Human Exceptionalism

Killing the Dead Donor Rule: Why Should We Trust the Promises of Regulatory Control?

This is Part 2 of my deconstruction of an article in the NEJM proposing to end the dead donor rule in organ transplantation. Hit this link to read Part 1:

In the end, since the authors of “The Dead Donor Rule and Organ Transplantation” apparently believe we can’t really get many viable organs from truly dead patients, they seek to shift the ethical ground. Restricting donation of vital organs to the truly dead is to be discarded, and in its place they propose that old catchall–“choice:”

Whether death occurs as the result of ventilator withdrawal or organ procurement, the ethically relevant precondition is valid consent by the patient or surrogate. With such consent, there is no harm or wrong done in retrieving vital organs before death, provided that anesthesia is administered. With proper safeguards, no patient will die from vital organ donation who would not otherwise die as a result of the withdrawal of life support.

No. No. No. First, not all patients whose life support is removed necessarily die, for example the terrible case in California where the surgeon was charged with trying to hasten the death of a prospective donor (charges that now appear likely to be dropped) when the patient did not go into cardiac arrest after cessation of life support. More to the point, why should we trust bioethicists and organ transplant professionals to enforce “proper safeguards” when this article claims that the current safeguards aren’t adequate despite being told for years that they are? And if the only thing that matters is consent, why not let any seriously ill patient be killed for their organs? Yes, this has been seriously proposed, as I discussed in Culture of Death.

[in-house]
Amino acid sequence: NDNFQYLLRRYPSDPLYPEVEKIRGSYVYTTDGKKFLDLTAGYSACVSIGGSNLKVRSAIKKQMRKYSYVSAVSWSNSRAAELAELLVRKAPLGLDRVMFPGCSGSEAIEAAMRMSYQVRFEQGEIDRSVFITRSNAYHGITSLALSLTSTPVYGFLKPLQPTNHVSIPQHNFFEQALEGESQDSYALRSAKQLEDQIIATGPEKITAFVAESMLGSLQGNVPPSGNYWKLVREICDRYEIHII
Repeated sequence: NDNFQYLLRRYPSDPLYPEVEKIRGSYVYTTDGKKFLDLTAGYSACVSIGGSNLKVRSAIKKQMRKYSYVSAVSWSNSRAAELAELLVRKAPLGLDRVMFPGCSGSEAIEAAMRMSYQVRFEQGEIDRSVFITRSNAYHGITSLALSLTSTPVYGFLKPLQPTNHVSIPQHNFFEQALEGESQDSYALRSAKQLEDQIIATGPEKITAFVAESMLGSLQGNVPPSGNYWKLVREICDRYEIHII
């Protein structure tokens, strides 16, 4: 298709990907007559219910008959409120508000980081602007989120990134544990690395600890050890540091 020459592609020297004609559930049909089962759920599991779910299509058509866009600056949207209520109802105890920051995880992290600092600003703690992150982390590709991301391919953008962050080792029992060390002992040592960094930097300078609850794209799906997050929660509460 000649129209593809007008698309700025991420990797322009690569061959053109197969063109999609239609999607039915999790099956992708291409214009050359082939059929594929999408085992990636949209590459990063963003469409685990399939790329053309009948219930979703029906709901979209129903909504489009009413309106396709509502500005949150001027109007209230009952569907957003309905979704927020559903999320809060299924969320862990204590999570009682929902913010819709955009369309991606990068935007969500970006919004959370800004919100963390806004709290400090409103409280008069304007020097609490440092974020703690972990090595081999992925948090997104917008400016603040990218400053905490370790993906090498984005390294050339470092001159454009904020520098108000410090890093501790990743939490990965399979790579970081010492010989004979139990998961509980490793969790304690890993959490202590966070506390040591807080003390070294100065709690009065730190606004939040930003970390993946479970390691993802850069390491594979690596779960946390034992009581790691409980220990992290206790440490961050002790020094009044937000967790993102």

Besides, “the bioethicists” have a terrible record overall of keeping to their solemn promises about control, guidelines, and limitations, to wit:

– Dehydration of the cognitively devastated, as originally packaged, was only to be permitted in cases of patients unquestionably in PVS. Now, conscious patients are dehydrated all the time.

– When ESCR broke on the scene, we were told that “all” the biotechnologists wanted were the “leftover” IVF embryos. Now, the National Academy of Sciences has given its ethical imprimatur to creating embryos for research whether through fertilization or cloning, and cloning is pursued at Harvard, Stanford, and other facilities.

– Assisted suicide is supposed to be limited to the terminally ill for whom nothing else can be done to alleviate suffering. We have seen in Oregon and elsewhere that that promise has certainly not been kept. Indeed, they kill babies in their cribs in the Netherlands based on eugenic criteria.

And now, we are urged to move from taking vital organs from the dead, to taking them from the living who will die anyway.

This is the ultimate point: Across a broad front we are being pushed toward objectifying and instrumentalizing human life by treating some of us as mere resources to benefit those whose lives are deemed to have better quality, and hence, greater moral worth. That is not only unethical, it is profoundly immoral. And if it continues, it will lead to a collapse in the public’s trust in medicine, bioethics, and bioscience.

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